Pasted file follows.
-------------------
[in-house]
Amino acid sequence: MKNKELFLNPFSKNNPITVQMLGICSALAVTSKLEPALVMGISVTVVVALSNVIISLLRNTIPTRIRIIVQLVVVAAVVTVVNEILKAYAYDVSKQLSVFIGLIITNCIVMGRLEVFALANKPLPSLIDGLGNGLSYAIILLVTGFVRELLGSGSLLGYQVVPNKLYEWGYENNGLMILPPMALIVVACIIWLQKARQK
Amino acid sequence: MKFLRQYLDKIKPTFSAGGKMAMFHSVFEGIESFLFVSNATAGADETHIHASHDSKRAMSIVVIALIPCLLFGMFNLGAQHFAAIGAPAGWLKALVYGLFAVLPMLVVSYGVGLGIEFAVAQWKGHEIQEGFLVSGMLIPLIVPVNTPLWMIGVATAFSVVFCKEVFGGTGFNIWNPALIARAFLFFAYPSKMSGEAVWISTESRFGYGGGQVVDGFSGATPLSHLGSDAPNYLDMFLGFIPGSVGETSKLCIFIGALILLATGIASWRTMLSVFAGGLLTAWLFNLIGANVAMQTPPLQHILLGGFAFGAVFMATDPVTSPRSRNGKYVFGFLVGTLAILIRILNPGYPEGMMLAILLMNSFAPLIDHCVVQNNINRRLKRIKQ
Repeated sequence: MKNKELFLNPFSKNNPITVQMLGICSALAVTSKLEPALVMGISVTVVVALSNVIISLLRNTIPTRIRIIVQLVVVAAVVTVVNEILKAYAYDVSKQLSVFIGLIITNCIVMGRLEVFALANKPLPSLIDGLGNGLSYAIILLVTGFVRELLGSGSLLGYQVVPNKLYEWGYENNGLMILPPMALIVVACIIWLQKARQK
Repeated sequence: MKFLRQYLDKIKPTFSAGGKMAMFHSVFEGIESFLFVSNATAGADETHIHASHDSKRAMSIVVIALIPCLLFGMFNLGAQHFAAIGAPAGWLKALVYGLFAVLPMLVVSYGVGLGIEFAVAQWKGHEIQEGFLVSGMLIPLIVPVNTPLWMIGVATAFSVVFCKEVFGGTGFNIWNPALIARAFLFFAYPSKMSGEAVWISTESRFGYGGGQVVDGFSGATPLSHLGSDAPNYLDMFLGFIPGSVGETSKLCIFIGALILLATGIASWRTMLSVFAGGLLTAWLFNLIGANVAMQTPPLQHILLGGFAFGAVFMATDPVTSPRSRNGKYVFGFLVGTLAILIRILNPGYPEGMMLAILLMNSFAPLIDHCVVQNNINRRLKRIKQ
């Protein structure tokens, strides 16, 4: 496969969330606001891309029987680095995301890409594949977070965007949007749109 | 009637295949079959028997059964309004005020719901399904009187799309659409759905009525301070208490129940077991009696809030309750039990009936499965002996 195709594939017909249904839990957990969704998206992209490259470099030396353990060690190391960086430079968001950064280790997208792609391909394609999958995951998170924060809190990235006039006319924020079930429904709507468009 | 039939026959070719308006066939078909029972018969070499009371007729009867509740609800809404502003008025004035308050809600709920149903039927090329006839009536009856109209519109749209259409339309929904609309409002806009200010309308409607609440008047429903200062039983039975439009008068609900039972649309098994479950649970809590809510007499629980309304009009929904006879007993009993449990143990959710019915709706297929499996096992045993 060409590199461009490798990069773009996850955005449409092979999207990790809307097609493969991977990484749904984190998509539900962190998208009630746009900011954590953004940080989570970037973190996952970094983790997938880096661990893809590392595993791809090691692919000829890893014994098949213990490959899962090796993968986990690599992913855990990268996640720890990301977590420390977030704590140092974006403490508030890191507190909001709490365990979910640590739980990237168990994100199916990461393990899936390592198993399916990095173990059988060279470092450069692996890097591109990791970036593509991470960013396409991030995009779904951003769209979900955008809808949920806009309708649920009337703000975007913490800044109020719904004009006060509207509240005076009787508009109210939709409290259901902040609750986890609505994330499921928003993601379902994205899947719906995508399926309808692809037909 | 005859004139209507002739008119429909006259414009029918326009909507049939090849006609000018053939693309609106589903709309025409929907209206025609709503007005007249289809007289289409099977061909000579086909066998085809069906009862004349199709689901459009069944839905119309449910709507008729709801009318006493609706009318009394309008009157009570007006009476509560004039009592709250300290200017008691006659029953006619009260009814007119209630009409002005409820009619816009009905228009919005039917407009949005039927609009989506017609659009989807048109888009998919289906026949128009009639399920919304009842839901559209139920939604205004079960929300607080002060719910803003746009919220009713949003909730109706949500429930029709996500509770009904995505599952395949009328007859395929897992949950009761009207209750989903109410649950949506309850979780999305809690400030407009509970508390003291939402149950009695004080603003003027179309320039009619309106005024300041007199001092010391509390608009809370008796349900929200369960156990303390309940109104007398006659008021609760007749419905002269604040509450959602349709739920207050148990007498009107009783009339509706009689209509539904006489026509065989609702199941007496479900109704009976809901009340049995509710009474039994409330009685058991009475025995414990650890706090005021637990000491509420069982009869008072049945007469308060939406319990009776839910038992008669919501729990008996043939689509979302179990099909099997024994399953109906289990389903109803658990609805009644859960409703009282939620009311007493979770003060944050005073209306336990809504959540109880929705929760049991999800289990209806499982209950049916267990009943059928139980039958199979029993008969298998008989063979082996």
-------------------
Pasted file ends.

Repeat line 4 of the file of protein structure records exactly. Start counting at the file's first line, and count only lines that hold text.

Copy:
Repeated sequence: MKNKELFLNPFSKNNPITVQMLGICSALAVTSKLEPALVMGISVTVVVALSNVIISLLRNTIPTRIRIIVQLVVVAAVVTVVNEILKAYAYDVSKQLSVFIGLIITNCIVMGRLEVFALANKPLPSLIDGLGNGLSYAIILLVTGFVRELLGSGSLLGYQVVPNKLYEWGYENNGLMILPPMALIVVACIIWLQKARQK